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Microbiome. 2019 Mar 4;7(1):36. doi: 10.1186/s40168-019-0649-y.

MetaCHIP: community-level horizontal gene transfer identification through the combination of best-match and phylogenetic approaches.

Author information

1
Centre for Marine Bio-Innovation, University of New South Wales, Sydney, NSW, 2052, Australia.
2
School of Biotechnology and Biomolecular Sciences, University of New South Wales, Sydney, NSW, 2052, Australia.
3
School of Biological, Earth and Environmental Sciences, University of New South Wales, Sydney, NSW, 2052, Australia.
4
Department of Genomic and Applied Microbiology, Georg-August-University Göttingen, Grisebachstr. 8, 37077, Göttingen, Germany.
5
Centre for Marine Bio-Innovation, University of New South Wales, Sydney, NSW, 2052, Australia. t.thomas@unsw.edu.au.
6
School of Biological, Earth and Environmental Sciences, University of New South Wales, Sydney, NSW, 2052, Australia. t.thomas@unsw.edu.au.

Abstract

BACKGROUND:

Metagenomic datasets provide an opportunity to study horizontal gene transfer (HGT) on the level of a microbial community. However, current HGT detection methods cannot be applied to community-level datasets or require reference genomes. Here, we present MetaCHIP, a pipeline for reference-independent HGT identification at the community level.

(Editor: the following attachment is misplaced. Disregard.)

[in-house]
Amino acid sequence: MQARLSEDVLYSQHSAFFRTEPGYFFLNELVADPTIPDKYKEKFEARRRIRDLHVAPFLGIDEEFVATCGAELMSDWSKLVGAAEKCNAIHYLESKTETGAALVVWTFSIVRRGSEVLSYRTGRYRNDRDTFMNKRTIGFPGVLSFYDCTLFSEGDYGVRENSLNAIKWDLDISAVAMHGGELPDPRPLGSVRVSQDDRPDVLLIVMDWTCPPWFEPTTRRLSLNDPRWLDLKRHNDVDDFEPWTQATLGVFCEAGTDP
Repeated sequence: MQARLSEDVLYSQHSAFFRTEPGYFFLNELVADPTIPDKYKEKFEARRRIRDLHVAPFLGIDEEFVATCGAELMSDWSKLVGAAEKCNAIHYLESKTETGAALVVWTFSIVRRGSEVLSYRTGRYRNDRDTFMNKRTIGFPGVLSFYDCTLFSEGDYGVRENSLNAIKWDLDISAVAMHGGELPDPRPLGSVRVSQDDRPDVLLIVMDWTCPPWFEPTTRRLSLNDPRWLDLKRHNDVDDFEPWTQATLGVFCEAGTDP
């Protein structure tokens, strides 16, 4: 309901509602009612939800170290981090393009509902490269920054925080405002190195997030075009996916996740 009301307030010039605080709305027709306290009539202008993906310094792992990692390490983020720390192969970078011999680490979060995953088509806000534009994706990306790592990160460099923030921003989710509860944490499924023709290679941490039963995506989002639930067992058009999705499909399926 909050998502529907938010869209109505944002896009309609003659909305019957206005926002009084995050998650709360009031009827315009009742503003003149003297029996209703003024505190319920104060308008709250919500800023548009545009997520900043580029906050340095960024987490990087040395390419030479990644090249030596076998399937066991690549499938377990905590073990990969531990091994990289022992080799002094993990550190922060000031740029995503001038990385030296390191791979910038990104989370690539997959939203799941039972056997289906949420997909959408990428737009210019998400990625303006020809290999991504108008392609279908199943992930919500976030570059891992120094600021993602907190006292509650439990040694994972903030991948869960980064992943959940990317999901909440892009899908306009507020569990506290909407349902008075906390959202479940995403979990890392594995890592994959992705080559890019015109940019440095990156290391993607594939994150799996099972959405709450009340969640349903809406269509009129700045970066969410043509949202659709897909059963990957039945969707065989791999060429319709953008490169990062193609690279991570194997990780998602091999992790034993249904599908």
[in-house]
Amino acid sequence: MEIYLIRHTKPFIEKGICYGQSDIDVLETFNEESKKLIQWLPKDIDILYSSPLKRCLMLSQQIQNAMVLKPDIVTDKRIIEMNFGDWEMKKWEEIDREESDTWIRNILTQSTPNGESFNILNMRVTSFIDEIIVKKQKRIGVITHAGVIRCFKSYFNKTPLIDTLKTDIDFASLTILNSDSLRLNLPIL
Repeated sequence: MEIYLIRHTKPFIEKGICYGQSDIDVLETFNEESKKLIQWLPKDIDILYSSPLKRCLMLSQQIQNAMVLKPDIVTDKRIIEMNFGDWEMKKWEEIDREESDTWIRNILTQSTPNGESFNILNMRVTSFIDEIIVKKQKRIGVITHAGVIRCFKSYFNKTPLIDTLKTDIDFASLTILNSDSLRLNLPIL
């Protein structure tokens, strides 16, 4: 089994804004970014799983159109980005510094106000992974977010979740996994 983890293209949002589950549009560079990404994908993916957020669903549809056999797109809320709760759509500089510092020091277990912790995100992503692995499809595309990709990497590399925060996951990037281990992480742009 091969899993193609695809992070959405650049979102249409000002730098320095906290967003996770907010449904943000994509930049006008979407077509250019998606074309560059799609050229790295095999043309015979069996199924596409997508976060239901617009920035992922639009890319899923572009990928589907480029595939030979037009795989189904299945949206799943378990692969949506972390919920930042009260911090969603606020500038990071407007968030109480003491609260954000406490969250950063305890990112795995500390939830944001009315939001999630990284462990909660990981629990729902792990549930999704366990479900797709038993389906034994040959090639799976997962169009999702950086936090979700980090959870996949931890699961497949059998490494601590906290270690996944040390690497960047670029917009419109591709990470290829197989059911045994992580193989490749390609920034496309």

RESULTS:

Assessment of MetaCHIP's performance on simulated datasets revealed that it can predict HGTs with various degrees of genetic divergence from metagenomic datasets. The results also indicated that the detection of very recent gene transfers (i.e. those with low levels of genetic divergence) from metagenomics datasets is largely affected by the read assembly step. Comparison of MetaCHIP with a previous analysis on soil bacteria showed a high level of consistency for the prediction of recent HGTs and revealed a large number of additional non-recent gene transfers, which can provide new biological and ecological insight. Assessment of MetaCHIP's performance on real metagenomic datasets confirmed the role of HGT in the spread of genes related to antibiotic resistance in the human gut microbiome. Further testing also showed that functions related to energy production and conversion as well as carbohydrate transport and metabolism are frequently transferred among free-living microorganisms.

CONCLUSION:

MetaCHIP provides an opportunity to study HGTs among members of a microbial community and therefore has several applications in the field of microbial ecology and evolution. MetaCHIP is implemented in Python and freely available at https://github.com/songweizhi/MetaCHIP .

KEYWORDS:

Bioinformatics; HGT identification; Horizontal gene transfer; Metagenomics

PMID:
30832740
PMCID:
PMC6399960
DOI:
10.1186/s40168-019-0649-y
[Indexed for MEDLINE]
Free PMC Article

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